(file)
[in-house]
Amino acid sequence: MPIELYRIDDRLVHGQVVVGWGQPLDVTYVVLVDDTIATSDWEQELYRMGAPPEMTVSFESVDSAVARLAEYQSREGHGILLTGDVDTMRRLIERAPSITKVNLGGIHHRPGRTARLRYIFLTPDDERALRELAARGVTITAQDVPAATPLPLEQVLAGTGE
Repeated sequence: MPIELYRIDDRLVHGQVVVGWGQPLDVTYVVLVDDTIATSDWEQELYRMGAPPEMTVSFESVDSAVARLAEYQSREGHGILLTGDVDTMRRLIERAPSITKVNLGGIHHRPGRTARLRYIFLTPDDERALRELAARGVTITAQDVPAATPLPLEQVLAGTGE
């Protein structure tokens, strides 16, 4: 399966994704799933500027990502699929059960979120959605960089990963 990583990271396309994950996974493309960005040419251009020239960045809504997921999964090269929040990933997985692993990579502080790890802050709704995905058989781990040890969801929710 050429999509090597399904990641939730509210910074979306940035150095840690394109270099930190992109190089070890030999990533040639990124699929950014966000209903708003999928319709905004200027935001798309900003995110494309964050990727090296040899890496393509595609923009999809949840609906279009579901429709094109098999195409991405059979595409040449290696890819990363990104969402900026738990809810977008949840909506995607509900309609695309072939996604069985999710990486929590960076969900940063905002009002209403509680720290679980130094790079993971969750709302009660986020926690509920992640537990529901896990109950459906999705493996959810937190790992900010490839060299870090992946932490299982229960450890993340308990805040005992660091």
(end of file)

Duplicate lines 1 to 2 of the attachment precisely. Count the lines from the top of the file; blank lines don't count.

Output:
[in-house]
Amino acid sequence: MPIELYRIDDRLVHGQVVVGWGQPLDVTYVVLVDDTIATSDWEQELYRMGAPPEMTVSFESVDSAVARLAEYQSREGHGILLTGDVDTMRRLIERAPSITKVNLGGIHHRPGRTARLRYIFLTPDDERALRELAARGVTITAQDVPAATPLPLEQVLAGTGE